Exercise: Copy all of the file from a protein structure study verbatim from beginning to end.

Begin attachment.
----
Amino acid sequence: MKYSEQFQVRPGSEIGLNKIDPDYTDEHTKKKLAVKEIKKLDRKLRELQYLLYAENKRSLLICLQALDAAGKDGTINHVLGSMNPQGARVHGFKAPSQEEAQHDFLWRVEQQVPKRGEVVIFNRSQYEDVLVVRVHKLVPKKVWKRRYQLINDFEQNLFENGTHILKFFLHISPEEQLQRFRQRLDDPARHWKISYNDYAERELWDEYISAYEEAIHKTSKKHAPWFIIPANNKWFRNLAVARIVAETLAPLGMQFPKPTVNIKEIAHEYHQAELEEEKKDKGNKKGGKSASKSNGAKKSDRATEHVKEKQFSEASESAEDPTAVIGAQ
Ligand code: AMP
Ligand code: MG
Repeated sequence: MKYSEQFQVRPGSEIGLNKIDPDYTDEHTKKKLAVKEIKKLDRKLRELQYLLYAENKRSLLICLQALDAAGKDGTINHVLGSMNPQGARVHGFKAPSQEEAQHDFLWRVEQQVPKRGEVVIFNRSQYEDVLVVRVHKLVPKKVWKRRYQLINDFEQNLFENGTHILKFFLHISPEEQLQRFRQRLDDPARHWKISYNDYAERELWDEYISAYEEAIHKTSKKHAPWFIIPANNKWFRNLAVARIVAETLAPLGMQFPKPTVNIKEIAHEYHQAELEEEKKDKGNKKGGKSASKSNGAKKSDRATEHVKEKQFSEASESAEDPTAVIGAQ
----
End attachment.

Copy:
Amino acid sequence: MKYSEQFQVRPGSEIGLNKIDPDYTDEHTKKKLAVKEIKKLDRKLRELQYLLYAENKRSLLICLQALDAAGKDGTINHVLGSMNPQGARVHGFKAPSQEEAQHDFLWRVEQQVPKRGEVVIFNRSQYEDVLVVRVHKLVPKKVWKRRYQLINDFEQNLFENGTHILKFFLHISPEEQLQRFRQRLDDPARHWKISYNDYAERELWDEYISAYEEAIHKTSKKHAPWFIIPANNKWFRNLAVARIVAETLAPLGMQFPKPTVNIKEIAHEYHQAELEEEKKDKGNKKGGKSASKSNGAKKSDRATEHVKEKQFSEASESAEDPTAVIGAQ
Ligand code: AMP
Ligand code: MG
Repeated sequence: MKYSEQFQVRPGSEIGLNKIDPDYTDEHTKKKLAVKEIKKLDRKLRELQYLLYAENKRSLLICLQALDAAGKDGTINHVLGSMNPQGARVHGFKAPSQEEAQHDFLWRVEQQVPKRGEVVIFNRSQYEDVLVVRVHKLVPKKVWKRRYQLINDFEQNLFENGTHILKFFLHISPEEQLQRFRQRLDDPARHWKISYNDYAERELWDEYISAYEEAIHKTSKKHAPWFIIPANNKWFRNLAVARIVAETLAPLGMQFPKPTVNIKEIAHEYHQAELEEEKKDKGNKKGGKSASKSNGAKKSDRATEHVKEKQFSEASESAEDPTAVIGAQ